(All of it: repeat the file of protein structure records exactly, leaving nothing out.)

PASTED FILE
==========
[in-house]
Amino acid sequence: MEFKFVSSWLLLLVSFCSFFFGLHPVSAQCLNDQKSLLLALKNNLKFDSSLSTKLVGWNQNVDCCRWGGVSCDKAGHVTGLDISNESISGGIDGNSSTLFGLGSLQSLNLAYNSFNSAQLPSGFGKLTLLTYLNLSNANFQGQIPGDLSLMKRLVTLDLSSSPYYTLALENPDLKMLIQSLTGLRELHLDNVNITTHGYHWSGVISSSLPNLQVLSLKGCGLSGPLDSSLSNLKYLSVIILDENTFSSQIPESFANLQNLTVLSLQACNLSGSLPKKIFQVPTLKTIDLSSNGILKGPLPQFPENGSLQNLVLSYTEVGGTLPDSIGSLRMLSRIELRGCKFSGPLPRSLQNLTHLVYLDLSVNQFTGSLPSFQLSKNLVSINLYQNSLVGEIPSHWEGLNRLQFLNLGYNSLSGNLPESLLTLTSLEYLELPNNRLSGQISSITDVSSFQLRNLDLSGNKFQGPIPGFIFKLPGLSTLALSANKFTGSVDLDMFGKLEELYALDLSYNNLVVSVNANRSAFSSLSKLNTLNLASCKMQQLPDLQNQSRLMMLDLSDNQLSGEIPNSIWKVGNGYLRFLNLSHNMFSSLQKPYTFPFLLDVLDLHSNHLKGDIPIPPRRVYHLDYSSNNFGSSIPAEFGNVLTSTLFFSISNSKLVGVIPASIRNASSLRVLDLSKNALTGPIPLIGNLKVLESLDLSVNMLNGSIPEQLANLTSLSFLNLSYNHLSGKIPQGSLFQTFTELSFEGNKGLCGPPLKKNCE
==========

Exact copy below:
[in-house]
Amino acid sequence: MEFKFVSSWLLLLVSFCSFFFGLHPVSAQCLNDQKSLLLALKNNLKFDSSLSTKLVGWNQNVDCCRWGGVSCDKAGHVTGLDISNESISGGIDGNSSTLFGLGSLQSLNLAYNSFNSAQLPSGFGKLTLLTYLNLSNANFQGQIPGDLSLMKRLVTLDLSSSPYYTLALENPDLKMLIQSLTGLRELHLDNVNITTHGYHWSGVISSSLPNLQVLSLKGCGLSGPLDSSLSNLKYLSVIILDENTFSSQIPESFANLQNLTVLSLQACNLSGSLPKKIFQVPTLKTIDLSSNGILKGPLPQFPENGSLQNLVLSYTEVGGTLPDSIGSLRMLSRIELRGCKFSGPLPRSLQNLTHLVYLDLSVNQFTGSLPSFQLSKNLVSINLYQNSLVGEIPSHWEGLNRLQFLNLGYNSLSGNLPESLLTLTSLEYLELPNNRLSGQISSITDVSSFQLRNLDLSGNKFQGPIPGFIFKLPGLSTLALSANKFTGSVDLDMFGKLEELYALDLSYNNLVVSVNANRSAFSSLSKLNTLNLASCKMQQLPDLQNQSRLMMLDLSDNQLSGEIPNSIWKVGNGYLRFLNLSHNMFSSLQKPYTFPFLLDVLDLHSNHLKGDIPIPPRRVYHLDYSSNNFGSSIPAEFGNVLTSTLFFSISNSKLVGVIPASIRNASSLRVLDLSKNALTGPIPLIGNLKVLESLDLSVNMLNGSIPEQLANLTSLSFLNLSYNHLSGKIPQGSLFQTFTELSFEGNKGLCGPPLKKNCE